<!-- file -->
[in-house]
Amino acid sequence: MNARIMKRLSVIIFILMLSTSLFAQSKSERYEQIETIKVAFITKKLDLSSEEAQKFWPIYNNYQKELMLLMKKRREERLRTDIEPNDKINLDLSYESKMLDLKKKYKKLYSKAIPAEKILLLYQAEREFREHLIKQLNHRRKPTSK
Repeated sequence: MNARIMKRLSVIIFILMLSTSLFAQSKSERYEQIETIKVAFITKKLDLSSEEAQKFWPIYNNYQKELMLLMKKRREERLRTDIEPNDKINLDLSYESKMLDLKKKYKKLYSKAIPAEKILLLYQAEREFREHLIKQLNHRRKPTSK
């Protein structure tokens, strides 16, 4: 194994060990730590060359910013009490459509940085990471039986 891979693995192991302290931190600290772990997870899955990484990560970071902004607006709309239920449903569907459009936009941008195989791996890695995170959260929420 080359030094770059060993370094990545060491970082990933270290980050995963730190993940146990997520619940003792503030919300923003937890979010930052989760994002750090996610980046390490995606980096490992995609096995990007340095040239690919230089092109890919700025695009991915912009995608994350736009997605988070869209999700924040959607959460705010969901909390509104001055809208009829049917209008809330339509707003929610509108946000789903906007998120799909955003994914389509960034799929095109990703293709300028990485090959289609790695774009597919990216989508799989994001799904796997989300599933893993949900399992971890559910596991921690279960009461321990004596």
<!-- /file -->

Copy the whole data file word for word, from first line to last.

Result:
[in-house]
Amino acid sequence: MNARIMKRLSVIIFILMLSTSLFAQSKSERYEQIETIKVAFITKKLDLSSEEAQKFWPIYNNYQKELMLLMKKRREERLRTDIEPNDKINLDLSYESKMLDLKKKYKKLYSKAIPAEKILLLYQAEREFREHLIKQLNHRRKPTSK
Repeated sequence: MNARIMKRLSVIIFILMLSTSLFAQSKSERYEQIETIKVAFITKKLDLSSEEAQKFWPIYNNYQKELMLLMKKRREERLRTDIEPNDKINLDLSYESKMLDLKKKYKKLYSKAIPAEKILLLYQAEREFREHLIKQLNHRRKPTSK
């Protein structure tokens, strides 16, 4: 194994060990730590060359910013009490459509940085990471039986 891979693995192991302290931190600290772990997870899955990484990560970071902004607006709309239920449903569907459009936009941008195989791996890695995170959260929420 080359030094770059060993370094990545060491970082990933270290980050995963730190993940146990997520619940003792503030919300923003937890979010930052989760994002750090996610980046390490995606980096490992995609096995990007340095040239690919230089092109890919700025695009991915912009995608994350736009997605988070869209999700924040959607959460705010969901909390509104001055809208009829049917209008809330339509707003929610509108946000789903906007998120799909955003994914389509960034799929095109990703293709300028990485090959289609790695774009597919990216989508799989994001799904796997989300599933893993949900399992971890559910596991921690279960009461321990004596």